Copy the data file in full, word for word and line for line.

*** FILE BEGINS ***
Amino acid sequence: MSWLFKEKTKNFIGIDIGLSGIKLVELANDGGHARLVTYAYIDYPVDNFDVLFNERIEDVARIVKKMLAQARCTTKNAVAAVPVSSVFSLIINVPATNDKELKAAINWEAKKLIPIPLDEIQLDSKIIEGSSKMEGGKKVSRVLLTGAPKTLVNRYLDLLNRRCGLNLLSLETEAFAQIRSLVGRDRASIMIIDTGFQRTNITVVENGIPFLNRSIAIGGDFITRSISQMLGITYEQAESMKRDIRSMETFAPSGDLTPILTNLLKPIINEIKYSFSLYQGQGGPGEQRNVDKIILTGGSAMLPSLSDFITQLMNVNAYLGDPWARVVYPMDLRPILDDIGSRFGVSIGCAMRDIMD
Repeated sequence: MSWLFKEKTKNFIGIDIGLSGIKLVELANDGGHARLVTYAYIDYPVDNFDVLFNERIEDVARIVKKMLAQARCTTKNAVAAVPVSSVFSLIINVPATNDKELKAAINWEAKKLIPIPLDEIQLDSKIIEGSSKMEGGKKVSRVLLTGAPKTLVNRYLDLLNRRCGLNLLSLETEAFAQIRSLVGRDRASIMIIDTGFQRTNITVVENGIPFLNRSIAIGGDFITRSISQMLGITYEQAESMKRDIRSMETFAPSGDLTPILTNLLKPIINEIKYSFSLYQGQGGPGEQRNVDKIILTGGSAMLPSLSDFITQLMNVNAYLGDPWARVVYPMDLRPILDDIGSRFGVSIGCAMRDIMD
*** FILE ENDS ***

Amino acid sequence: MSWLFKEKTKNFIGIDIGLSGIKLVELANDGGHARLVTYAYIDYPVDNFDVLFNERIEDVARIVKKMLAQARCTTKNAVAAVPVSSVFSLIINVPATNDKELKAAINWEAKKLIPIPLDEIQLDSKIIEGSSKMEGGKKVSRVLLTGAPKTLVNRYLDLLNRRCGLNLLSLETEAFAQIRSLVGRDRASIMIIDTGFQRTNITVVENGIPFLNRSIAIGGDFITRSISQMLGITYEQAESMKRDIRSMETFAPSGDLTPILTNLLKPIINEIKYSFSLYQGQGGPGEQRNVDKIILTGGSAMLPSLSDFITQLMNVNAYLGDPWARVVYPMDLRPILDDIGSRFGVSIGCAMRDIMD
Repeated sequence: MSWLFKEKTKNFIGIDIGLSGIKLVELANDGGHARLVTYAYIDYPVDNFDVLFNERIEDVARIVKKMLAQARCTTKNAVAAVPVSSVFSLIINVPATNDKELKAAINWEAKKLIPIPLDEIQLDSKIIEGSSKMEGGKKVSRVLLTGAPKTLVNRYLDLLNRRCGLNLLSLETEAFAQIRSLVGRDRASIMIIDTGFQRTNITVVENGIPFLNRSIAIGGDFITRSISQMLGITYEQAESMKRDIRSMETFAPSGDLTPILTNLLKPIINEIKYSFSLYQGQGGPGEQRNVDKIILTGGSAMLPSLSDFITQLMNVNAYLGDPWARVVYPMDLRPILDDIGSRFGVSIGCAMRDIMD